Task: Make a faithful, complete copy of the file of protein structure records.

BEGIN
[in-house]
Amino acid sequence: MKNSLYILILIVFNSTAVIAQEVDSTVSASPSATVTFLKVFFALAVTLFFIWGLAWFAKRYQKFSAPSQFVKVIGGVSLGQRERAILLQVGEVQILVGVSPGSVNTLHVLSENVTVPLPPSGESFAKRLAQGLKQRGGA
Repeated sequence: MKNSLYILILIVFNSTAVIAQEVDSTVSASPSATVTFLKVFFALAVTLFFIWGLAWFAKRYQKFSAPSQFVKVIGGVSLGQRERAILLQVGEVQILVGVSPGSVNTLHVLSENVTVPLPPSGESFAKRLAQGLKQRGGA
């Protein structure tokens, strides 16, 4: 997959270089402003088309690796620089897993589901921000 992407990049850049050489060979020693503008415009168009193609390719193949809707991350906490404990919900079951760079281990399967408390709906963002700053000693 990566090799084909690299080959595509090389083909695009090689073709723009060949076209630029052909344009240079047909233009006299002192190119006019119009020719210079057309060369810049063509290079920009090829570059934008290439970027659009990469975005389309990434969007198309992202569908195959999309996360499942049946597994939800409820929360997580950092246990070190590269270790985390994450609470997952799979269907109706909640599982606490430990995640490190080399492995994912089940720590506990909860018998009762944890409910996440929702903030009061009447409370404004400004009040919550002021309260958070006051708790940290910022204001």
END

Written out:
[in-house]
Amino acid sequence: MKNSLYILILIVFNSTAVIAQEVDSTVSASPSATVTFLKVFFALAVTLFFIWGLAWFAKRYQKFSAPSQFVKVIGGVSLGQRERAILLQVGEVQILVGVSPGSVNTLHVLSENVTVPLPPSGESFAKRLAQGLKQRGGA
Repeated sequence: MKNSLYILILIVFNSTAVIAQEVDSTVSASPSATVTFLKVFFALAVTLFFIWGLAWFAKRYQKFSAPSQFVKVIGGVSLGQRERAILLQVGEVQILVGVSPGSVNTLHVLSENVTVPLPPSGESFAKRLAQGLKQRGGA
């Protein structure tokens, strides 16, 4: 997959270089402003088309690796620089897993589901921000 992407990049850049050489060979020693503008415009168009193609390719193949809707991350906490404990919900079951760079281990399967408390709906963002700053000693 990566090799084909690299080959595509090389083909695009090689073709723009060949076209630029052909344009240079047909233009006299002192190119006019119009020719210079057309060369810049063509290079920009090829570059934008290439970027659009990469975005389309990434969007198309992202569908195959999309996360499942049946597994939800409820929360997580950092246990070190590269270790985390994450609470997952799979269907109706909640599982606490430990995640490190080399492995994912089940720590506990909860018998009762944890409910996440929702903030009061009447409370404004400004009040919550002021309260958070006051708790940290910022204001």